Privacy experts have sounded alarms on face recognition for years. Originally, there were concerns that walking into airports and in public parks meant you were scanned and matched to secret criminal databases. Those fears have since evolved, and now face recognition is a bedrock of predictive technology. Soon, your chances of becoming a terrorist or developing a rare disease could be determined from your face. And our oncoming new-normal of ever-present face recognition technology may also be used to predict sexuality—accurately or otherwise—prompting concerns for queer people in countries where anonymity is key to survival.
Stanford researchers claim they’ve used face recognition software trained on dating profile pictures to accurately identify someone’s sexuality. Researchers Michal Kosinski and Yilun Wang trained software using 35,326 pictures of 14,776 people. Participants (who weren’t contacted for the study, but have public profiles) were placed into four equal, self-reported categories: gay women, gay men, straight women, and straight men.
The Economist summarises the results:
When shown one photo each of a gay and straight man, both chosen at random, the model distinguished between them correctly 81% of the time. When shown five photos of each man, it attributed sexuality correctly 91% of the time. The model performed worse with women, telling gay and straight apart with 71% accuracy after looking at one photo, and 83% accuracy after five. In both cases the level of performance far outstrips human ability to make this distinction. Using the same images, people could tell gay from straight 61% of the time for men, and 54% of the time for women. This aligns with research which suggests humans can determine sexuality from faces at only just better than chance.
91% accuracy in guessing sexuality is startling, even if it’s attainable only in ideal conditions. The larger takeaway, however, is that the software reliably outperformed humans by as much as 30%, meaning that the AI’s rote pattern-based analysis seems to be much sharper than whatever alchemy humans use to intuit people’s sexuality from a glance.
Dr. Kosinski makes clear to The Economist that he didn’t create any new software tools for this, but simply put together preexisting tech. In fact, there’s precedent for these concepts independently, just not put together. Facebook already uses facial recognition when it suggests tagging friends in photos and further, the social network analyses user behavior to determine your sexuality, even if you don’t tell them explicitly. Google can easily do the same when it uses search history to determine which suggestions and ads pop up.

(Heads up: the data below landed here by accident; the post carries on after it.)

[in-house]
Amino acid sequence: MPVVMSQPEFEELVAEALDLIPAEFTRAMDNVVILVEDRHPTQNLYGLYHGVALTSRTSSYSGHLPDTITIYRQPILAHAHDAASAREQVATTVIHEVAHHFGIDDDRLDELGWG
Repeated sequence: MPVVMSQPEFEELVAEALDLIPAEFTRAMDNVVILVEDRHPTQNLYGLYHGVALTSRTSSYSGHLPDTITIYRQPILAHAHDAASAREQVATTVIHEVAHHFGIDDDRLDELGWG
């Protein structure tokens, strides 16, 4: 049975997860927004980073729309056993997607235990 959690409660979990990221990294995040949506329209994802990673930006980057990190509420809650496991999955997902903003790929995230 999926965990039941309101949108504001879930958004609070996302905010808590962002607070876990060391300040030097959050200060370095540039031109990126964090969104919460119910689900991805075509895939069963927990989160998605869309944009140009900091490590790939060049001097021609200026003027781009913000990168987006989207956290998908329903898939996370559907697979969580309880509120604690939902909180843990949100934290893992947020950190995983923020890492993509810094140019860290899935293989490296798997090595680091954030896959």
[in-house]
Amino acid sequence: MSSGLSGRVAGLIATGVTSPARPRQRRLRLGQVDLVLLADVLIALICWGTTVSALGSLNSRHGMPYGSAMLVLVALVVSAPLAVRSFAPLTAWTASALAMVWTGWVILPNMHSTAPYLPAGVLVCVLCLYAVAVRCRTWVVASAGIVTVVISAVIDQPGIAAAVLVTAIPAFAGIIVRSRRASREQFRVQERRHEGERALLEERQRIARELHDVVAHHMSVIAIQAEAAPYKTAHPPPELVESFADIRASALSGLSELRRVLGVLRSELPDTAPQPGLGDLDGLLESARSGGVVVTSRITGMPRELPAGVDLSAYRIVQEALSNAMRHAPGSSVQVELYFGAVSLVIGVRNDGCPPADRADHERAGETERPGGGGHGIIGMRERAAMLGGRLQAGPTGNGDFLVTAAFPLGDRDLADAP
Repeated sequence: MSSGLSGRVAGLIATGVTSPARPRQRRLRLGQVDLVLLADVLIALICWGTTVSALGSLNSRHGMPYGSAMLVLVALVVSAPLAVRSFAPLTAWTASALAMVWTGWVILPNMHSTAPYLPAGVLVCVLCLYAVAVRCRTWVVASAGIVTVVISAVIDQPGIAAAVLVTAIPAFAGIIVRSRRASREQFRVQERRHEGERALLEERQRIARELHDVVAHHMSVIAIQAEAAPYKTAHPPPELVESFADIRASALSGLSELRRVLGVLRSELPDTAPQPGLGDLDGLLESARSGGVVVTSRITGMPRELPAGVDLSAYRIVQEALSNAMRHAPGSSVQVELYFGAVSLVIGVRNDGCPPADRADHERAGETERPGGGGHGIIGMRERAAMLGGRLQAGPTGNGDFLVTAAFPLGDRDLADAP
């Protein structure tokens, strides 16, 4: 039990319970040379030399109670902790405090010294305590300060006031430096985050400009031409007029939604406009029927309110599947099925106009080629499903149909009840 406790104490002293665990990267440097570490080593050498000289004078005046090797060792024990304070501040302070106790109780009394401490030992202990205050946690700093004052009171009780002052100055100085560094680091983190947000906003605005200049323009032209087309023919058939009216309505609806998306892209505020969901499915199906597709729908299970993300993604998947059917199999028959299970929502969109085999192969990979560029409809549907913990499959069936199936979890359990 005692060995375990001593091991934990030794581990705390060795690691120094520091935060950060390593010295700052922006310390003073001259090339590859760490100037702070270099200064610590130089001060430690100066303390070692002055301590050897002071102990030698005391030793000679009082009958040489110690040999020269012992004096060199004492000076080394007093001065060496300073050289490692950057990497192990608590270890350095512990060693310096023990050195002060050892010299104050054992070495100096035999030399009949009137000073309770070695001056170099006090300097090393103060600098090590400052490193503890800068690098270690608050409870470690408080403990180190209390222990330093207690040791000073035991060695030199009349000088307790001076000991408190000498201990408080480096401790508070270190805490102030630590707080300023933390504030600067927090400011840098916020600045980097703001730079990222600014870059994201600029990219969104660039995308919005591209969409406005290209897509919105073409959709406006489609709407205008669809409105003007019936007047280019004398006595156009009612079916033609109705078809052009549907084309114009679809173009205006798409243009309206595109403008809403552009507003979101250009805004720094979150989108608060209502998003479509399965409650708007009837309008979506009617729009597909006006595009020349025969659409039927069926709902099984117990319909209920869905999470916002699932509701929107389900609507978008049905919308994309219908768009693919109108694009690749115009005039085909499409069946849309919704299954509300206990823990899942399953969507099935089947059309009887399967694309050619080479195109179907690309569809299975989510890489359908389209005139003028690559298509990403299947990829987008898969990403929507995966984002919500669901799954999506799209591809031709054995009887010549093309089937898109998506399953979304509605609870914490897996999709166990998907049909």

This suggests the study could be replicated, a matter not just of privacy but life-or-death in places where homosexuality is outlawed. In Chechnya, for example, gay men are imprisoned and forced to reveal names of other gay men. Dr. Kosinski acknowledges that even a proof of concept can be dangerous, though it’s important to show what AI and face recognition are capable of. It’s essential to be aware of what those in power could do with face recognition technology.
Facebook’s 'Tag Your Friends’ feature uses faceprints
Broadly, face recognition works by measuring people’s faces and assigning them a “faceprint.” In this particular study, the software was shown the faceprints of men and women who identified themselves as gay or straight. It found patterns and then, when shown pictures it had never seen before, it searched for those patterns and categorised people accordingly.
Of course, as these are dating profiles, all the queer people are presumably open about their sexuality. And that makes a difference in their appearance, particularly as appearing more masculine or feminine affects their dating chances. And as these categories are self-reported, it’s also entirely possible not all of the people marked as “straight” are exclusively heterosexual.
If a nation hostile to queer people wanted to re-create similar technology, they’d first have to train AI on localised photos of queer people. That’d be difficult, but not impossible, to find if they outlaw homosexuality and few people are “out” to have their photos scanned.
This particular study was also conducted in the US with a limited sample size; the accuracy rate could significantly differ with a different set of people located elsewhere on the planet.
There are technical limitations as well. A follow-up test was recalibrated to more accurately reflect the ratio of gay to straight men. The software was given photos of 1,000 men, fewer than 100 of whom identified as gay on the site. The software’s accuracy in this case dropped: Only 47 of the 100 men it selected as gay actually identified that way.
Even as face recognition becomes standard in public places, we’re still discovering ways it can be misused against vulnerable members of society. For queer people specifically, this dawning surveillance dystopia is all too familiar. [The Economist]